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Concern as Tarn Moor estate sell-off is approved
Town councillors have reluctantly given the go-ahead to the selling of land for a planned housing development.
Trustees of the Tarn Moor estate are considering selling the land off Raikes Road, Skipton, for the building of 55 homes.
But in order for the sale to proceed, the managing trustees needed the approval of the custodial trustees – Skipton Town Council.
At a special meeting of the town council, residents urged councillors not to sign an option agreement relating to the proposed development.
But councillors were told they had no option but to sign, and any delay could result in action being taken against the council and its possible ultimate removal as custodial trustee.
The residents close to the proposed development – due to be decided by Craven District Council next Friday, September 27 – wanted a delay until the outcome of their community bid application for the land to be recognised as an asset of community value was known.
Jo Tamsons, spokesman for objectors, said there were concerns about the option agreement, about the trust and its relationship with the town council. She added there was also concern that the land could be sold on and could become another “Burnside situation”.
Mayor Coun John Kerwin-Davey also raised concerns and urged his fellow councillors not to sign the document, which he suggested was not lawful.
“Members have not had the benefit of legal or accountancy advice about this document, and to sign it would be reckless and could lead to councillors being personally liable,” he said.
But chief officer Dave Parker pointed out that legal advice had been sought and discussed fully at two other sub-committees and it was clear that the management trustees were acting lawfully.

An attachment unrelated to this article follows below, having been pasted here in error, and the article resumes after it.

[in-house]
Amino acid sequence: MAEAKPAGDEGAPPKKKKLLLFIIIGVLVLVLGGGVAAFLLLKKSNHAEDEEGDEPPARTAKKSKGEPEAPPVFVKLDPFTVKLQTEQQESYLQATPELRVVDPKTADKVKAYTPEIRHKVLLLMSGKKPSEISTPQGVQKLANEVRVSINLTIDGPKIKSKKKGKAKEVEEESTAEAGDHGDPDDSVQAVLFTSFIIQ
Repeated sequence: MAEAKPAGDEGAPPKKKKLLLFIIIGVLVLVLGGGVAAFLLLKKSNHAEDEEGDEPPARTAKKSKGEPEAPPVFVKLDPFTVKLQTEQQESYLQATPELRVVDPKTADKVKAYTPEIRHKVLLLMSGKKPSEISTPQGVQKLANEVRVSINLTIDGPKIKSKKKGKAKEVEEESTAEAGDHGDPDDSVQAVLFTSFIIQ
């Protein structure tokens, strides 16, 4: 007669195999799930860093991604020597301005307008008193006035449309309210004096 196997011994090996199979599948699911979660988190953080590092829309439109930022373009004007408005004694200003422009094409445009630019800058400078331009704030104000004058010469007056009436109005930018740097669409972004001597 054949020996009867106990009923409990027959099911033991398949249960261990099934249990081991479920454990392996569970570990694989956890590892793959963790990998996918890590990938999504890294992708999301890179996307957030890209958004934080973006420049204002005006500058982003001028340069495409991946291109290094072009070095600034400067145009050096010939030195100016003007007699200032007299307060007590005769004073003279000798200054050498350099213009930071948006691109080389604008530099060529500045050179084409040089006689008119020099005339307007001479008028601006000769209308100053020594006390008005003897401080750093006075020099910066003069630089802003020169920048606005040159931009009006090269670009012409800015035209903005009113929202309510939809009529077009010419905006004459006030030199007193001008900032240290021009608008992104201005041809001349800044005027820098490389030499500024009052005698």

Coun Wendy Clark said: “We are in a very unfortunate situation where we must comply with a lawful request. Our hands are tied, most councillors are opposed to what the managing trustees want to do, but we have no choice.”
Coun Paul Whitaker, the council’s managing trustee representative, declared a pecuniary interest and took no part in the debate or vote. The other representative, Coun Robert Heseltine, declared a personal (non-financial) interest and did not vote.
After the meeting, Mr Parker said: “The Charities Act makes it very clear that the council must carry out any lawful requests received from the managing trustees – and if it fails to do so it could be subject to a legal challenge with the possibility of a financial claim being made against the council for failure to carry out its duties. We took independent legal advice which confirmed this position.”
He added: “That said, many council members have ongoing concerns relating to the Tarn Moor Estate, and the council’s audit and scrutiny committee has agreed to undertake a full review of the council’s relationship with the charity. This review should start in the next couple of weeks.”
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